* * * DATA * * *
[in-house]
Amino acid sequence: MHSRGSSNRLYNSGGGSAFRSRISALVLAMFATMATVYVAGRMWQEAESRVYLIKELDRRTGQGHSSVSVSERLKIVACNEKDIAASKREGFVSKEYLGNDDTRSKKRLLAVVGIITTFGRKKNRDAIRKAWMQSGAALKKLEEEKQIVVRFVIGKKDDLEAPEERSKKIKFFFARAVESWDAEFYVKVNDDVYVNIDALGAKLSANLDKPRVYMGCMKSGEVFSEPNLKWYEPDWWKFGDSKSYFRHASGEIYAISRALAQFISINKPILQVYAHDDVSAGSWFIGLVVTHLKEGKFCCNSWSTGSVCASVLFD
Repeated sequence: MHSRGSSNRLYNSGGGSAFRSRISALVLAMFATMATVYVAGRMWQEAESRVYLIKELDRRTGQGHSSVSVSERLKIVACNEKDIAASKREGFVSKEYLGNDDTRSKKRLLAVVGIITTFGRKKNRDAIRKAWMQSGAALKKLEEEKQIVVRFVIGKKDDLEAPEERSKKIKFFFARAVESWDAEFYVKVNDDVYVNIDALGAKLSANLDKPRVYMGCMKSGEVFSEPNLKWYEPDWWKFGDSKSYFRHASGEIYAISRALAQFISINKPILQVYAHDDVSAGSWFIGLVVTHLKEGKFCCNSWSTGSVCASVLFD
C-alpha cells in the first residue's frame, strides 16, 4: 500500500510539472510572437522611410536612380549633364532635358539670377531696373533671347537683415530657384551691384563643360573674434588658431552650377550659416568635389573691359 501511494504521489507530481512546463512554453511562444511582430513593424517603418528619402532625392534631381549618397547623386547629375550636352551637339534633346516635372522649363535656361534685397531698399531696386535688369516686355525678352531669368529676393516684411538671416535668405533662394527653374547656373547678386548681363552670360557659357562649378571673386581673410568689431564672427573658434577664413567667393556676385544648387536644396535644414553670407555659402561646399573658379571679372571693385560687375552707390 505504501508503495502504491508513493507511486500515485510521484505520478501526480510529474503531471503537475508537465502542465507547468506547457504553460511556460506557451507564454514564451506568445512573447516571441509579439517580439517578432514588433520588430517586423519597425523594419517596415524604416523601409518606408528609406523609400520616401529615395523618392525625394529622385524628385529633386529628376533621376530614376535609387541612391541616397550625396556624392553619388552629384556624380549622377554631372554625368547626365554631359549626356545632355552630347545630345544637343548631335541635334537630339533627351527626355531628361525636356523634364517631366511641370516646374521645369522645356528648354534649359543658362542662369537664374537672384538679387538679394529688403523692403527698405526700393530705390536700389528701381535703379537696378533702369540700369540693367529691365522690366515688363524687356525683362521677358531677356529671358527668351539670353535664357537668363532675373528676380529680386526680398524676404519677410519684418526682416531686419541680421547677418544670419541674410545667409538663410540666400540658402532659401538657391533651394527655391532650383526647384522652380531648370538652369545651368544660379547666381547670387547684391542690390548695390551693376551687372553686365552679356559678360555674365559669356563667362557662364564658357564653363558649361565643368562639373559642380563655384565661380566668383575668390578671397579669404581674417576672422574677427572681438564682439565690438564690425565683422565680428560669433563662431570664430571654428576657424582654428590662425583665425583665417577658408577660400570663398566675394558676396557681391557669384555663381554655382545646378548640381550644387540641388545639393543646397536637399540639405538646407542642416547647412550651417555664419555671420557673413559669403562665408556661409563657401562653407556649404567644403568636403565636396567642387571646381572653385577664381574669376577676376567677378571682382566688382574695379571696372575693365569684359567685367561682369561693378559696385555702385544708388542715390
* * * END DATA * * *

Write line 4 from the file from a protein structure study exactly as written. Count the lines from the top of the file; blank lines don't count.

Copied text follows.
C-alpha cells in the first residue's frame, strides 16, 4: 500500500510539472510572437522611410536612380549633364532635358539670377531696373533671347537683415530657384551691384563643360573674434588658431552650377550659416568635389573691359 501511494504521489507530481512546463512554453511562444511582430513593424517603418528619402532625392534631381549618397547623386547629375550636352551637339534633346516635372522649363535656361534685397531698399531696386535688369516686355525678352531669368529676393516684411538671416535668405533662394527653374547656373547678386548681363552670360557659357562649378571673386581673410568689431564672427573658434577664413567667393556676385544648387536644396535644414553670407555659402561646399573658379571679372571693385560687375552707390 505504501508503495502504491508513493507511486500515485510521484505520478501526480510529474503531471503537475508537465502542465507547468506547457504553460511556460506557451507564454514564451506568445512573447516571441509579439517580439517578432514588433520588430517586423519597425523594419517596415524604416523601409518606408528609406523609400520616401529615395523618392525625394529622385524628385529633386529628376533621376530614376535609387541612391541616397550625396556624392553619388552629384556624380549622377554631372554625368547626365554631359549626356545632355552630347545630345544637343548631335541635334537630339533627351527626355531628361525636356523634364517631366511641370516646374521645369522645356528648354534649359543658362542662369537664374537672384538679387538679394529688403523692403527698405526700393530705390536700389528701381535703379537696378533702369540700369540693367529691365522690366515688363524687356525683362521677358531677356529671358527668351539670353535664357537668363532675373528676380529680386526680398524676404519677410519684418526682416531686419541680421547677418544670419541674410545667409538663410540666400540658402532659401538657391533651394527655391532650383526647384522652380531648370538652369545651368544660379547666381547670387547684391542690390548695390551693376551687372553686365552679356559678360555674365559669356563667362557662364564658357564653363558649361565643368562639373559642380563655384565661380566668383575668390578671397579669404581674417576672422574677427572681438564682439565690438564690425565683422565680428560669433563662431570664430571654428576657424582654428590662425583665425583665417577658408577660400570663398566675394558676396557681391557669384555663381554655382545646378548640381550644387540641388545639393543646397536637399540639405538646407542642416547647412550651417555664419555671420557673413559669403562665408556661409563657401562653407556649404567644403568636403565636396567642387571646381572653385577664381574669376577676376567677378571682382566688382574695379571696372575693365569684359567685367561682369561693378559696385555702385544708388542715390